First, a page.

Shapiro Must Reset His Legislative Strategy
The recent sexual harassment scandal rocking Gov. Josh Shapiro’s administration has made many headlines. And though Shapiro must take these accusations seriously, there could be a silver lining for the governor: Appointing a new head of legislative affairs offers the opportunity to reset his relationship with lawmakers.
So far, Shapiro has burned bridges and has few legislative accomplishments to boast about.
It would be appropriate for Shapiro to learn some lessons from his predecessors.
In late 2011, then-Gov. Tom Corbett faced a similar situation: a relatively high approval rating but few legislative accomplishments and no progress on his biggest agenda items. Corbett didn’t have a public relations team and didn’t self-promote like Shapiro. Regardless, Corbett’s staffers put together a memo to the media, touting his approval rating and comparing it to other first-term governors.
Notably, the memo claimed Corbett’s approval was high because he had avoided tough fights, unlike other governors – including Republicans Scott Walker of Wisconsin, Nikki Haley of South Carolina, and John Kasich of Ohio.
You probably already know the rest of the story. Walker, Haley, and Kasich rose to national prominence and have been or are on the short list of presidential contenders. Meantime, Corbett’s approval plummeted due to his lack of policy achievements, and he lost his re-election bid. Following his loss, Corbett retired to a quiet life and occasionally teaches a college class.
Regardless of their political party, governors who take bold action and get stuff done go farther than those who don’t. While Shapiro repeatedly asserts, using a more profane phrasing, that he “gets stuff done,” he needs to change his legislative strategy to live up to his bold claims.
To date, he’s been passive and hasn’t accomplished much. While Shapiro remains in a honeymoon period with a high approval rating, most voters can’t identify a single thing he has done.
Shapiro bungled his first budget – which is more than three months overdue, with billions of funds held up without enabling legislation – and has failed to deliver on his policy priorities.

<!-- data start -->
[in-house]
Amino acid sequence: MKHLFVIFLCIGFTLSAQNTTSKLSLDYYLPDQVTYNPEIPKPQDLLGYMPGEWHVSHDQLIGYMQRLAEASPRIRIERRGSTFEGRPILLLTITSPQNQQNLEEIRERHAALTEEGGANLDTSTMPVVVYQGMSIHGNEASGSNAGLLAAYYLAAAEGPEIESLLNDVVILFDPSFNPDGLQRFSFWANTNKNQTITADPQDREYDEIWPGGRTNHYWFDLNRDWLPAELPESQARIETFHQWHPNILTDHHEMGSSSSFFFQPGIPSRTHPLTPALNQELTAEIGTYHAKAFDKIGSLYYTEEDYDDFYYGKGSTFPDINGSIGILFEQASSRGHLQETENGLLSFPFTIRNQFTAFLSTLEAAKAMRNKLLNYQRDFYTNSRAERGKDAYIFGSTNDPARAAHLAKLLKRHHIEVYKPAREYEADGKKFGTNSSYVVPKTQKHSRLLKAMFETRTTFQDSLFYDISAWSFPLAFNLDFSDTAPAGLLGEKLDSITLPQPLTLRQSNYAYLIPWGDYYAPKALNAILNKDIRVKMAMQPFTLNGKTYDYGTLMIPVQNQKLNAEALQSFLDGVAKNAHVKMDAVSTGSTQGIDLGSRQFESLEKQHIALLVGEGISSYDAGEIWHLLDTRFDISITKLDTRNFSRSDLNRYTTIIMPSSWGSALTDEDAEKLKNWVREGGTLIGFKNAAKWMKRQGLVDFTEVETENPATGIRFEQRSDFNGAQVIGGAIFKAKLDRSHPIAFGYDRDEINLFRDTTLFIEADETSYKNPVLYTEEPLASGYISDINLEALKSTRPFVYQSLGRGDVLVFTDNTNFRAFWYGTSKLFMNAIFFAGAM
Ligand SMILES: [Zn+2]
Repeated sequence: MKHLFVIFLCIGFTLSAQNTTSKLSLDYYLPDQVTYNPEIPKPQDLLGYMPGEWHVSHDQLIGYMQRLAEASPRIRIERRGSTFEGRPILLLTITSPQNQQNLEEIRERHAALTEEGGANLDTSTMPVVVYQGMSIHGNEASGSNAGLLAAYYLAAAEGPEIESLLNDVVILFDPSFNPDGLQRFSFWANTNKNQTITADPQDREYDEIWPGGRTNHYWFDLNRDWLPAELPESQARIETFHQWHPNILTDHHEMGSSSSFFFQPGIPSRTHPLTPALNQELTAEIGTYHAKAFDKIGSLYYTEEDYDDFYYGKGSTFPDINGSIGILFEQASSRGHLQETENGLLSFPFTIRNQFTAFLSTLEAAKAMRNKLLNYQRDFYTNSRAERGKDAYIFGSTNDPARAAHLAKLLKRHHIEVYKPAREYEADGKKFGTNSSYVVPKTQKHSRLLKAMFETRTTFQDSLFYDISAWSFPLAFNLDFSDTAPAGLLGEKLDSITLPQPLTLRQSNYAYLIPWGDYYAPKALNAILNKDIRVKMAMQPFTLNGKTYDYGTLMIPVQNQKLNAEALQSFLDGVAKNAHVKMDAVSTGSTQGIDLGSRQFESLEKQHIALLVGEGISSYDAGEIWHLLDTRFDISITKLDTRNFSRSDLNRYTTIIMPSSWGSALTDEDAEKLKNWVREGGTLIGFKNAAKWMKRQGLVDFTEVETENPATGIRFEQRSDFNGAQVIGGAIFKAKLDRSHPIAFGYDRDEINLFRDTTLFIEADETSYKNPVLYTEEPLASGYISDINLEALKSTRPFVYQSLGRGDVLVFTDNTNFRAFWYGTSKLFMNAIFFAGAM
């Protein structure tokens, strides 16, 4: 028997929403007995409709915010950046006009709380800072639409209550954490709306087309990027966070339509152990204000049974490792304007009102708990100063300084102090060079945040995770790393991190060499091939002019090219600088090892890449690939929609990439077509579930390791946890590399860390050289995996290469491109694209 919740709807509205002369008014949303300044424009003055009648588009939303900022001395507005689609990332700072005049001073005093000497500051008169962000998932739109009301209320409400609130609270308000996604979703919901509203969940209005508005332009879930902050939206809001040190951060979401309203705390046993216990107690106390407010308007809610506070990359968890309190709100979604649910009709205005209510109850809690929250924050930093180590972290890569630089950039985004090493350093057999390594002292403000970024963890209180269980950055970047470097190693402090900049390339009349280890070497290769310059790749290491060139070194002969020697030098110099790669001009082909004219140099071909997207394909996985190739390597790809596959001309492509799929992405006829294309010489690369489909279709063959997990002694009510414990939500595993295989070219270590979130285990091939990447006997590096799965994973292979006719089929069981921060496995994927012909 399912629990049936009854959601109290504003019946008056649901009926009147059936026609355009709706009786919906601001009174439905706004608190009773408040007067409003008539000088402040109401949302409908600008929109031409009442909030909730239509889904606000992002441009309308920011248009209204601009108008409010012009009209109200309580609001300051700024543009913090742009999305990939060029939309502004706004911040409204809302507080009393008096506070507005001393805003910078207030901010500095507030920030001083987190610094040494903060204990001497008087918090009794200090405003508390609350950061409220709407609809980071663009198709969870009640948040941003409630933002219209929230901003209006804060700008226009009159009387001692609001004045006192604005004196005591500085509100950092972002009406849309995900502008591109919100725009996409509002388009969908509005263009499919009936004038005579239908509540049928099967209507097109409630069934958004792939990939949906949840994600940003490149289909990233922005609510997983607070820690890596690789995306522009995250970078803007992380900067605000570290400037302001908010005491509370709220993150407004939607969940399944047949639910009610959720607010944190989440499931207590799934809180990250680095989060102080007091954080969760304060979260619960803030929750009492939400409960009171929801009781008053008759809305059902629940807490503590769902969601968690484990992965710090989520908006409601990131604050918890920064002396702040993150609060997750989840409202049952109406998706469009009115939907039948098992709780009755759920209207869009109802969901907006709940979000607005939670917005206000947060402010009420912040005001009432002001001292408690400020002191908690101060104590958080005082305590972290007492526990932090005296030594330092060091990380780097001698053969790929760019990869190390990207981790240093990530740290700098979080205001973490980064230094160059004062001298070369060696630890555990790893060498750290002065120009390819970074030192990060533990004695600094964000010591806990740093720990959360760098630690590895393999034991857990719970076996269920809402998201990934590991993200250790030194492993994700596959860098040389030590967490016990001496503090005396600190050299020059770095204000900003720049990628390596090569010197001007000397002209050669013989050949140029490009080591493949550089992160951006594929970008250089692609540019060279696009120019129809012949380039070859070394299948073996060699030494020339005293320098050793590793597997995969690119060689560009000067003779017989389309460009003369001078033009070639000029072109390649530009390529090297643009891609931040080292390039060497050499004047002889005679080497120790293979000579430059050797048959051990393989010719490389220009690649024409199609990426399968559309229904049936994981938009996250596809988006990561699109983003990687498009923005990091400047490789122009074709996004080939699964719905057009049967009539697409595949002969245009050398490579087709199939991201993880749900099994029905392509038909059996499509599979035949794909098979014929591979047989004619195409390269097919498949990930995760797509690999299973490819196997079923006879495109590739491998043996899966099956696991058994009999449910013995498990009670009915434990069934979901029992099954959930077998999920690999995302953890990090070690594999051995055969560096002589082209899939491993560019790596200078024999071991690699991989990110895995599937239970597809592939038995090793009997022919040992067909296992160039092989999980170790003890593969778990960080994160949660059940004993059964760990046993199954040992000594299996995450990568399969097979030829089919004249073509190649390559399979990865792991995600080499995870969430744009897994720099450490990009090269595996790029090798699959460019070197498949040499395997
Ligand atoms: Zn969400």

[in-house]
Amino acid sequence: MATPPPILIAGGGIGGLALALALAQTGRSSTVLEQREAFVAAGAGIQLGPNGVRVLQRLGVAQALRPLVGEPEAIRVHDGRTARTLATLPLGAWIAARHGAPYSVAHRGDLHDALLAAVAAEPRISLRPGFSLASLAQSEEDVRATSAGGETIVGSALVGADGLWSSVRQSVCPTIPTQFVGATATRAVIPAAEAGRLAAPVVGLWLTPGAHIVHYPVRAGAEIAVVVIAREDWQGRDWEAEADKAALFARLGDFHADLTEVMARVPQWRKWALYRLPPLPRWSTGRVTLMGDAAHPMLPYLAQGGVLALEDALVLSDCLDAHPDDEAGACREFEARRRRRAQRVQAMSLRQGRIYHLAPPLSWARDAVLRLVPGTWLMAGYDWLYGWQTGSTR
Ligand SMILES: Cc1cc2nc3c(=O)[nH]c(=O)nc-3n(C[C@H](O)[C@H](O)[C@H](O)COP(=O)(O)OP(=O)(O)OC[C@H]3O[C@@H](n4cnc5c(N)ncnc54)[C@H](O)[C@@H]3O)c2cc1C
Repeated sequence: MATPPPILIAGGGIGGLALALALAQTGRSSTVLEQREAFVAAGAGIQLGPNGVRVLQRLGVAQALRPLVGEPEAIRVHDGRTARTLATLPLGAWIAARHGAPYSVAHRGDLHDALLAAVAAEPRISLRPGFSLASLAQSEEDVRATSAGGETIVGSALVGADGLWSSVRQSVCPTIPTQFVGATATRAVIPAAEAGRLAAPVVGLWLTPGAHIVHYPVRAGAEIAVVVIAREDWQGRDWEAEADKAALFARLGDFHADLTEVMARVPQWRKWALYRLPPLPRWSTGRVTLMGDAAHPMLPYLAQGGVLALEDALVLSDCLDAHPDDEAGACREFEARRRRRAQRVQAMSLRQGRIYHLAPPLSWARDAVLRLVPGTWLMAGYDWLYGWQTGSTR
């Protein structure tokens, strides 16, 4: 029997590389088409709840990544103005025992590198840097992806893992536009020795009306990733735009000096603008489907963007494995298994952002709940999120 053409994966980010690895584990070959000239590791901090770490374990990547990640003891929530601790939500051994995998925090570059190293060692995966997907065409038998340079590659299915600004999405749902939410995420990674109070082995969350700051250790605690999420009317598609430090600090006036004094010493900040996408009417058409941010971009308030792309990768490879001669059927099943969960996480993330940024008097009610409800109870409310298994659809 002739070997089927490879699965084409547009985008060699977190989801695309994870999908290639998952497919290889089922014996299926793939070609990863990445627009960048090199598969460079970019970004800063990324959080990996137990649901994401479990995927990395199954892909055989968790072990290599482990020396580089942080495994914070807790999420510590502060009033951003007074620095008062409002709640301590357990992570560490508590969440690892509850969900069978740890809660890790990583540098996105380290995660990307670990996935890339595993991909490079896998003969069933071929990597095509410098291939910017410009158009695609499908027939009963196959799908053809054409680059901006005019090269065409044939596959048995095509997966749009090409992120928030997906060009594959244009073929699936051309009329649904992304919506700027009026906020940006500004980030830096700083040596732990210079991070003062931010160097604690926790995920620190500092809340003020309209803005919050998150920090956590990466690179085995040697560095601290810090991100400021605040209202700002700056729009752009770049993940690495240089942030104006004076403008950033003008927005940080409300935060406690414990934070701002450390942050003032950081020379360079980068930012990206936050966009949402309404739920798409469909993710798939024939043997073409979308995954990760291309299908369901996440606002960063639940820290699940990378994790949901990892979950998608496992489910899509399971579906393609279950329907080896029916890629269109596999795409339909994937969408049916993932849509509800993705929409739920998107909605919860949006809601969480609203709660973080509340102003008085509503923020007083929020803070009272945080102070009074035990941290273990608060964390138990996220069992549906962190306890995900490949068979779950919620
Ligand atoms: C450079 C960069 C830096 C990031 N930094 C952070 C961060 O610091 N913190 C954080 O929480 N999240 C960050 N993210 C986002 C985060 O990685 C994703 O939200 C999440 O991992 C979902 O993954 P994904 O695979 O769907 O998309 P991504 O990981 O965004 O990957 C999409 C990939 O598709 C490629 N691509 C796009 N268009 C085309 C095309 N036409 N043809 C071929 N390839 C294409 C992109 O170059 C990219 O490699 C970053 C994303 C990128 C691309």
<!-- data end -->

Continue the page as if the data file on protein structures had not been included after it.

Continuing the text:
Indeed, no Pennsylvania governor in the last 50 years has signed less legislation than Shapiro. While the governor blames the fact that he must deal with a divided legislature, every state in America with a divided government has enacted more legislation than Pennsylvania under Shapiro.
Shapiro has made no progress on his key campaign priorities. They include reducing tax rates on businesses, eliminating state cell phone taxes, reducing regulations, and expanding energy production.
Most notably, Shapiro has struggled to enact Lifeline Scholarships, known as the Pennsylvania Award for Student Success (PASS), something he supported on the campaign trail, and still publicly supports. He sees it as “unfinished business.”
Shapiro has repeatedly failed to get the House – controlled by his own party – to even hold a vote on this education initiative for Pennsylvania’s most underserved kids stuck in failing schools. Meanwhile, the state Senate has passed the initiative multiple times, most recently in its proposed enabling legislation.
Sure, Shapiro can point the blame to a dysfunctional Pennsylvania House, which is rarely in session, doesn’t engage the state Senate or allow input from the minority party, avoids voting on bills whenever there is a vacancy, and seems to have no interest in bipartisan compromise.
Still, it’s up to the governor to broker a deal and get things done. Historically, governors, such as Corbett, who sit back and wait on their legislatures – saying things like “I’d sign that bill if it gets to my desk” – don’t get much legislation on their desk. Successful governors engage in the legislative process.
If Shapiro truly has national aspirations, he can’t just sit back and wait for things to happen. He must lead from the front to get legislation done.
Unfortunately, Shapiro has yet to transition from campaigning to governance.
If Shapiro can reset his approach and engage in policymaking, he could achieve significant bipartisan accomplishments – reducing taxes, reforming regulations, and expanding educational opportunity – that would make Pennsylvania open to business while also delivering for families and students.